Runners have a weak spot at the heel; a 2008 study cited an inflamed Achilles tendon as the most common running associated injury. That study’s authors found that an Achilles tendon overuse injury affected more than 55 percent of 291 elite runners analyzed.
The injury itself causes pain along the Achilles tendon or the back of the heel, which can feel worse in the morning, or during and after exercise, according to the American Academy of Orthopaedic Surgeons. It can also cause swelling around the tendon, and thickening or stiffness of the tendon itself, sometimes taking several months to mend.
How to prevent it:
“Training errors are the number one cause,” says Dr. Carolyn Smith, a sports medicine physician at Marquette University, and a 2010 U.S. record holder in the 12-hour ultramarathon event. Increasing mileage too quickly, adding too long of a run, or suddenly adding hills or interval training can cause Achilles tendinitis. “A foot with a very high arch can also contribute to Achilles tendinitis,” Smith says. “So can having inflexible calf muscles.”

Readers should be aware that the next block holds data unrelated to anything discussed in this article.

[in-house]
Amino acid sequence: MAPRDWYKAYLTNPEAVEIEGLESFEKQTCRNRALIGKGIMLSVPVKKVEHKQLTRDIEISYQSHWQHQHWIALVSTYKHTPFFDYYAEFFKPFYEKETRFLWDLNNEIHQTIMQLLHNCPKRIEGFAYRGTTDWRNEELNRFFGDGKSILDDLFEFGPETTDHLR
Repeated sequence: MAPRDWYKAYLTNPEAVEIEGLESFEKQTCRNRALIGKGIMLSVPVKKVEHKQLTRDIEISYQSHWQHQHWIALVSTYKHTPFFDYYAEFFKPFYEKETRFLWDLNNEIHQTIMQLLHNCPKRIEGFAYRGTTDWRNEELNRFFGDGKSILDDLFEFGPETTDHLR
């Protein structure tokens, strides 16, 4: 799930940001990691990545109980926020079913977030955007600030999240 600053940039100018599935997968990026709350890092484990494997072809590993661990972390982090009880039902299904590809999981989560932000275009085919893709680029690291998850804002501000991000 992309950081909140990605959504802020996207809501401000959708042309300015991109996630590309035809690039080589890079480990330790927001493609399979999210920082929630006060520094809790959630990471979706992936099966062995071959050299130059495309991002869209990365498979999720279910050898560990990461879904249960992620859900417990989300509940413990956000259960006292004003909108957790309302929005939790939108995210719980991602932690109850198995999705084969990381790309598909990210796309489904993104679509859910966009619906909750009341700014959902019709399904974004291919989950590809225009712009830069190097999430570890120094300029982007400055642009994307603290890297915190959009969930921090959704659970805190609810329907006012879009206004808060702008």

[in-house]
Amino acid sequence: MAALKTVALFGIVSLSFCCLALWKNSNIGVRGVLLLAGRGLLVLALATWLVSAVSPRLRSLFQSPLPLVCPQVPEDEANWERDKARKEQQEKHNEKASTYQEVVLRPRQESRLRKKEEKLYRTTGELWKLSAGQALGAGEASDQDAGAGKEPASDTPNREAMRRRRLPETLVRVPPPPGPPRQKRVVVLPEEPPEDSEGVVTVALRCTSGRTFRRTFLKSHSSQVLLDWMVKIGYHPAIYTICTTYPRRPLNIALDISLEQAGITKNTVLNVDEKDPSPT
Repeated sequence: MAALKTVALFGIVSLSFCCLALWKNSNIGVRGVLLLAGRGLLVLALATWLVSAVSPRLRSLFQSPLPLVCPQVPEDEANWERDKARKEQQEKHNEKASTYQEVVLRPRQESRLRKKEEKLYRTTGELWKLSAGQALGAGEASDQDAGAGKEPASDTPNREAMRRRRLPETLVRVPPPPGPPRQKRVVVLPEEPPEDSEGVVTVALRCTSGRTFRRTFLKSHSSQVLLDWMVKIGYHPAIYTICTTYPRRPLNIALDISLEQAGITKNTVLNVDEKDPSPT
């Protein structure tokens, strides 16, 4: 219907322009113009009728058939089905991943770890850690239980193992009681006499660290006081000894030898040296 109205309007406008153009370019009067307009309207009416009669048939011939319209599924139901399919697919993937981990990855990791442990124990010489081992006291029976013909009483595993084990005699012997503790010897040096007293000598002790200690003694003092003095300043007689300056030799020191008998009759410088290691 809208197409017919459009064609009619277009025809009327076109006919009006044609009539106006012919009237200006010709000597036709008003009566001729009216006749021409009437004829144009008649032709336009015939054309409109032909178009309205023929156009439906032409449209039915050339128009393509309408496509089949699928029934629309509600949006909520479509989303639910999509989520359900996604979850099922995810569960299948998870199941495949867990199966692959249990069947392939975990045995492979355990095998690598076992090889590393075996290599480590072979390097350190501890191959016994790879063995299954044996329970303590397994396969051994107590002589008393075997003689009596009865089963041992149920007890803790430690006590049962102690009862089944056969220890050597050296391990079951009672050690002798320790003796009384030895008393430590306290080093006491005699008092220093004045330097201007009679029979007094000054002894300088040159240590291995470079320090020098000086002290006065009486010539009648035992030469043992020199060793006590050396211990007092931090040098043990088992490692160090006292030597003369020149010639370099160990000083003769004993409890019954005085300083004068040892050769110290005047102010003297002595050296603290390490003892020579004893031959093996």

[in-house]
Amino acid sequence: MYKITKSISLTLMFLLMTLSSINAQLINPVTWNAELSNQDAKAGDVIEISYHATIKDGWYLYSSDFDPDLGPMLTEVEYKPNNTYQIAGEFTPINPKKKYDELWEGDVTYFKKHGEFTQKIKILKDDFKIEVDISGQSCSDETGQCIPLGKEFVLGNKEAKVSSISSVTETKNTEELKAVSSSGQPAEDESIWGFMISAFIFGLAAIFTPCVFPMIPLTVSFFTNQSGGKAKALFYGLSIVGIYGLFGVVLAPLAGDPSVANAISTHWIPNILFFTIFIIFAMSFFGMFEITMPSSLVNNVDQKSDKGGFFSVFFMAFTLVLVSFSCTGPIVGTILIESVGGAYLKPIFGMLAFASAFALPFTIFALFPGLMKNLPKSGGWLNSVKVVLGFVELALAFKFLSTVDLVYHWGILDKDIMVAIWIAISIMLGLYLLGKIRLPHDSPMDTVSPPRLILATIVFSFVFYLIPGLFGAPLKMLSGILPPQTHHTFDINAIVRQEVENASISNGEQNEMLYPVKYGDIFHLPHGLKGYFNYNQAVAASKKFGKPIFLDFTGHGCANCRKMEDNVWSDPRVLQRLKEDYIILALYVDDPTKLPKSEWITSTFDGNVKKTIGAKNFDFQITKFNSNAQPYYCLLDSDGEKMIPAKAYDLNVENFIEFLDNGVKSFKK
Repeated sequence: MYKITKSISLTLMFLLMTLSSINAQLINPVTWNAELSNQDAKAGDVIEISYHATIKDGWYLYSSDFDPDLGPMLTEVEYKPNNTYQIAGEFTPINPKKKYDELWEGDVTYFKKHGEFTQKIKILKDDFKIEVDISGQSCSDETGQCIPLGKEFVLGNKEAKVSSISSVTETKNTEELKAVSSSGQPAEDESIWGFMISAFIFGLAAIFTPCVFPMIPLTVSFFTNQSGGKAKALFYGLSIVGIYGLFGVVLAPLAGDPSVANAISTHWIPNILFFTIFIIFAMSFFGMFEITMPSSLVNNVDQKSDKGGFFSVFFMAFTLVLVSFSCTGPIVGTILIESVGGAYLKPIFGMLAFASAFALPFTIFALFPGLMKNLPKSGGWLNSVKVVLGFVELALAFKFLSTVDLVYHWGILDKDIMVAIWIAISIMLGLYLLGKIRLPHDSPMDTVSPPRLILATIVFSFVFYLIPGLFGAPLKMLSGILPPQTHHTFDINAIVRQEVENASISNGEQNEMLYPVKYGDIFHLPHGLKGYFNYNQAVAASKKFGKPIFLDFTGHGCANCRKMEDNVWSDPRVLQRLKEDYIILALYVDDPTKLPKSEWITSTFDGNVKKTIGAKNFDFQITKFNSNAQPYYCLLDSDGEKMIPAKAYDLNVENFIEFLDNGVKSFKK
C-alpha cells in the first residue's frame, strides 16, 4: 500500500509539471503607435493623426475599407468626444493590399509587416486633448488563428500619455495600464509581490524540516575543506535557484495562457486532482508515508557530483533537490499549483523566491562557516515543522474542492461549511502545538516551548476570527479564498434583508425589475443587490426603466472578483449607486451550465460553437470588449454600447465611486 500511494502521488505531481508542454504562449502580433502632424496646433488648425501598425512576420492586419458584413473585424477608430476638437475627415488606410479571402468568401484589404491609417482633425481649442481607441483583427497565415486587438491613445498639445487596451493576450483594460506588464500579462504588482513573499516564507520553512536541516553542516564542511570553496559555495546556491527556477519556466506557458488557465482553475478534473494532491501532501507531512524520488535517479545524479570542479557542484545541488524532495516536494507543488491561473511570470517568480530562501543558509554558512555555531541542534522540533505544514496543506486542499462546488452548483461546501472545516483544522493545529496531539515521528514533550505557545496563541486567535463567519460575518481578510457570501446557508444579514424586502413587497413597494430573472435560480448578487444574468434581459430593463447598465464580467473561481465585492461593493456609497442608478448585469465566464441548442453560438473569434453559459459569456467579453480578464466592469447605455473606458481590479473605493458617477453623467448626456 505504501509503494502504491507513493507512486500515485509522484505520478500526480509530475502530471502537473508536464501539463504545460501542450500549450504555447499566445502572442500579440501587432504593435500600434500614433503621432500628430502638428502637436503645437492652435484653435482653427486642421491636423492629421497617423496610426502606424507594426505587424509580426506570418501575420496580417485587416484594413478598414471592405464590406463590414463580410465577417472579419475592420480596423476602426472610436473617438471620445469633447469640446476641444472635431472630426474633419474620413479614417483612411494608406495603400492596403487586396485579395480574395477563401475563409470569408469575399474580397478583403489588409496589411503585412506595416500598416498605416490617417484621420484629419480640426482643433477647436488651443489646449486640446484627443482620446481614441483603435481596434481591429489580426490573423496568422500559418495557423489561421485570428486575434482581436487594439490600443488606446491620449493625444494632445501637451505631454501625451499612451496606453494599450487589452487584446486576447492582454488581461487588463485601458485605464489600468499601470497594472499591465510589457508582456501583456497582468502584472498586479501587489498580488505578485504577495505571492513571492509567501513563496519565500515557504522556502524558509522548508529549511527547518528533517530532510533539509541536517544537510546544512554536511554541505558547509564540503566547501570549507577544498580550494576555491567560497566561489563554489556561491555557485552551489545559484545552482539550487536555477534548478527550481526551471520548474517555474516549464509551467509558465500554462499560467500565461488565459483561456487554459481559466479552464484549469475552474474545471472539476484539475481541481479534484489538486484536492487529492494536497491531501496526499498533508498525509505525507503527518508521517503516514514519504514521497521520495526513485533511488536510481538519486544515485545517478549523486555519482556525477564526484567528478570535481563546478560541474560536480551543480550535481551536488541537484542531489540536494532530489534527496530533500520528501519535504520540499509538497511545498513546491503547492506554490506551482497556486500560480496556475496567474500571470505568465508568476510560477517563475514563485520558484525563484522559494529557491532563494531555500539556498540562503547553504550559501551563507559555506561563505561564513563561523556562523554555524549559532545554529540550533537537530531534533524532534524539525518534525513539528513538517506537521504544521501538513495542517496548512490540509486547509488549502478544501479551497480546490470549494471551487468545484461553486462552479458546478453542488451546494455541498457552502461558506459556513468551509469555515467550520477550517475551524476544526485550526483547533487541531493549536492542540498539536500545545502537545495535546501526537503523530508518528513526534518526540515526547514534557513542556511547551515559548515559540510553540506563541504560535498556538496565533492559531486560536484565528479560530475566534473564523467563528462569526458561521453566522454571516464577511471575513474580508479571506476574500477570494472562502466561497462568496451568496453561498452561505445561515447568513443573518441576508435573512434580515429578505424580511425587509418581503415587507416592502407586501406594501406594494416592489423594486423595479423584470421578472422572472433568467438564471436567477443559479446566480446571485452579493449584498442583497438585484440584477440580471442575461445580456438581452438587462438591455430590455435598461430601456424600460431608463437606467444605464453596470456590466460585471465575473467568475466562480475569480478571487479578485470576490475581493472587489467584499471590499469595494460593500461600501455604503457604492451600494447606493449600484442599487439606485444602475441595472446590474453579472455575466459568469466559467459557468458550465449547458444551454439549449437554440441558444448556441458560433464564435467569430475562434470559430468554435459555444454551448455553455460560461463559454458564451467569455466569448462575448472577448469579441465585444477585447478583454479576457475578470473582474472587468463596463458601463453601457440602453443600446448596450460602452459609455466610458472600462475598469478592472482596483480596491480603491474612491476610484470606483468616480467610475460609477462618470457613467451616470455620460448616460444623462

To avoid the injury, follow a smart training progression and try this eccentric exercise to strengthen calf muscles and stretch tendons at the same time: stand on a step with your heels hanging below the step. Raise your heels up above the step, then slowly lower your heels back down. Repeat 20 times. When that gets too easy, try doing one calf at a time.